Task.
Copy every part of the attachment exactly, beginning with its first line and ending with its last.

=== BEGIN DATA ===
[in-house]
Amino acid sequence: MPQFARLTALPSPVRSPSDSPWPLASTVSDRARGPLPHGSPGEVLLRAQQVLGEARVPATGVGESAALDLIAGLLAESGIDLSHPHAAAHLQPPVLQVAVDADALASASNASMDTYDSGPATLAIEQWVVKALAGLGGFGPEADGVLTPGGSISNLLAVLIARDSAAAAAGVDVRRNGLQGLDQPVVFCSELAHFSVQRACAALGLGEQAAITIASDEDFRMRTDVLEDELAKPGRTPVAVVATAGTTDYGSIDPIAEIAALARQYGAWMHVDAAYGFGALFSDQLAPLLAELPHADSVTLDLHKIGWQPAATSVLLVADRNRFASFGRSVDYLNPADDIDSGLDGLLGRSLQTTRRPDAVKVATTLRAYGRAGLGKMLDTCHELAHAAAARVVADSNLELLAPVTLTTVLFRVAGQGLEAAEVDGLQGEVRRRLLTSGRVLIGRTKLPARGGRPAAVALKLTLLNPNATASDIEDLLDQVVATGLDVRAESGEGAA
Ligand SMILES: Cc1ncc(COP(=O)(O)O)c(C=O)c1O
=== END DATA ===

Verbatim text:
[in-house]
Amino acid sequence: MPQFARLTALPSPVRSPSDSPWPLASTVSDRARGPLPHGSPGEVLLRAQQVLGEARVPATGVGESAALDLIAGLLAESGIDLSHPHAAAHLQPPVLQVAVDADALASASNASMDTYDSGPATLAIEQWVVKALAGLGGFGPEADGVLTPGGSISNLLAVLIARDSAAAAAGVDVRRNGLQGLDQPVVFCSELAHFSVQRACAALGLGEQAAITIASDEDFRMRTDVLEDELAKPGRTPVAVVATAGTTDYGSIDPIAEIAALARQYGAWMHVDAAYGFGALFSDQLAPLLAELPHADSVTLDLHKIGWQPAATSVLLVADRNRFASFGRSVDYLNPADDIDSGLDGLLGRSLQTTRRPDAVKVATTLRAYGRAGLGKMLDTCHELAHAAAARVVADSNLELLAPVTLTTVLFRVAGQGLEAAEVDGLQGEVRRRLLTSGRVLIGRTKLPARGGRPAAVALKLTLLNPNATASDIEDLLDQVVATGLDVRAESGEGAA
Ligand SMILES: Cc1ncc(COP(=O)(O)O)c(C=O)c1O